Chris Ames 24 March 2021

Coventry gets go-ahead for all-electric buses

Coventry gets go-ahead for all-electric buses image

Coventry is set to become the UK’s first All Electric Bus City after the West Midlands Combined Authority (WMCA) backed the project.

The Department for Transport (DfT) will now give the combined authority £50m to deliver the scheme, under which every bus in Coventry will be electric powered by 2025.

Transport for West Midlands (TfWM), which is part of the WMCA, will lead the project in partnership with Coventry City Council, Warwickshire County Council and local bus operators.

TfWM said it will work with bus operators to replace buses and install charging infrastructure on the streets of Coventry. This includes pantograph, or overhead, charging points which will be available to all bus operators.

The local authorities and bus operators will pay 25% of the cost of charging infrastructure and of the added cost of purchasing electric vehicles. However, the new buses are expected to have lower running costs.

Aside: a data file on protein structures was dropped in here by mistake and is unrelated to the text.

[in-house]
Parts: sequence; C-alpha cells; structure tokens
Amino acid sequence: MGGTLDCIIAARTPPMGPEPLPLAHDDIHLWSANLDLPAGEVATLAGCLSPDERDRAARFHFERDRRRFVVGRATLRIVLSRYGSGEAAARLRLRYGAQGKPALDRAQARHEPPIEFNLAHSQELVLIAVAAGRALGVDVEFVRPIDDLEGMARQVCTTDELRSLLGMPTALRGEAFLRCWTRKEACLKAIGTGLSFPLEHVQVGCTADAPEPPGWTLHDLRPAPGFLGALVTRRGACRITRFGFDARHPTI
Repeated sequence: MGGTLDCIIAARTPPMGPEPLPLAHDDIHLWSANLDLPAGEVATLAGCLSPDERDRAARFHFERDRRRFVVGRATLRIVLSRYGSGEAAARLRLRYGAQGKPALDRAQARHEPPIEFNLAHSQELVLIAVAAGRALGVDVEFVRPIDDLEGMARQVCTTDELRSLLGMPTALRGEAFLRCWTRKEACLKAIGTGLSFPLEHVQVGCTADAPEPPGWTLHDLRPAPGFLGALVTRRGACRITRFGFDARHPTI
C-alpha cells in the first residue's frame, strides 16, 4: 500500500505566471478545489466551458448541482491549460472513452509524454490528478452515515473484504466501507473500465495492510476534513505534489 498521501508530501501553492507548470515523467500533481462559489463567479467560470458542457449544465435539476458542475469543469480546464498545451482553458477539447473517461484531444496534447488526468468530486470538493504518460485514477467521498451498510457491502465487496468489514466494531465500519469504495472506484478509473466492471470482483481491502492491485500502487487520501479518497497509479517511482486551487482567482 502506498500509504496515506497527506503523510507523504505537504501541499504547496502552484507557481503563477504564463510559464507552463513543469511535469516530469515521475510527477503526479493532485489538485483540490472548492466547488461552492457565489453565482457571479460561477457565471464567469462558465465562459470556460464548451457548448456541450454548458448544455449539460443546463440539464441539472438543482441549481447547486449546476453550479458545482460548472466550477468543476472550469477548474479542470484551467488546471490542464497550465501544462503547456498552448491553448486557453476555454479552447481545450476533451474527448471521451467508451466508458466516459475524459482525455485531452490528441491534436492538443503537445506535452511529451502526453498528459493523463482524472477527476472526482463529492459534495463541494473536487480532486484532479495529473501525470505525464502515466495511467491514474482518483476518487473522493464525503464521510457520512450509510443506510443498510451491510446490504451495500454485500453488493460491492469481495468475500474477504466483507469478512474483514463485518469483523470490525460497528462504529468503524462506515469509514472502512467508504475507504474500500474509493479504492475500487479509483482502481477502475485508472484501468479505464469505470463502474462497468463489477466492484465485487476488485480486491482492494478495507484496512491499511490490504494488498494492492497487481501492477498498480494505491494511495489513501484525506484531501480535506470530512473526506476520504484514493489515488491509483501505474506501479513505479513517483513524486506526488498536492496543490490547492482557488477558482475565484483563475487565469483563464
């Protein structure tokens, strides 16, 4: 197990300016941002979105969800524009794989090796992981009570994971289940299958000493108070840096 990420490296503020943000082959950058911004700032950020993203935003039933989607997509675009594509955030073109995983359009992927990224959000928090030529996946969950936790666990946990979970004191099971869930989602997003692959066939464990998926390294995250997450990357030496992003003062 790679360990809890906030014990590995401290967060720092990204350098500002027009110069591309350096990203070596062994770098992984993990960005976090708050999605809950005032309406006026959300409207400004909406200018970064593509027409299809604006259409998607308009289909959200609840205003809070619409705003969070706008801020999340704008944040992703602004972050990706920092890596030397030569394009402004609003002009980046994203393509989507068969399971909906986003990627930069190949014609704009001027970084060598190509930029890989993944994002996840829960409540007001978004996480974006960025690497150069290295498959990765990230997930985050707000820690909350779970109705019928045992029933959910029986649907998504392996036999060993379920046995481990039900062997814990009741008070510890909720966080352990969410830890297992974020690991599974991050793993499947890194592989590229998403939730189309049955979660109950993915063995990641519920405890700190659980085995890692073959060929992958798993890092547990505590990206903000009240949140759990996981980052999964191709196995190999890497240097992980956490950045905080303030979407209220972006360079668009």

West Midlands mayor Andy Street said: ‘This is a great time for bus users in Coventry, with our newly refurbished Pool Meadow bus station, the trial of West Midlands On Demand buses serving the University of Warwick campus, as well our wider investment in fare-capping and better value fares, bus priority measures, real-time travel information and on board facilities like wi-fi and USB charging.

‘It is a bus revolution here in the West Midlands, and Coventry is right at the heart of it.’

Transport minister Baroness Vere said the replacement of Coventry’s entire fleet of buses with new, all-electric vehicles would ‘have a profoundly positive effect on air quality and emissions in the area and reduce noise pollution’.

Baroness Vere said the Government is committed to decarbonising the transport network across the UK; however, publication of its Transport Decarbonisation Plan remains delayed.

TfWM said it is already on target to for existing diesel buses to be Euro-VI compliant low emission vehicles.

This article first appeared on Transport Network

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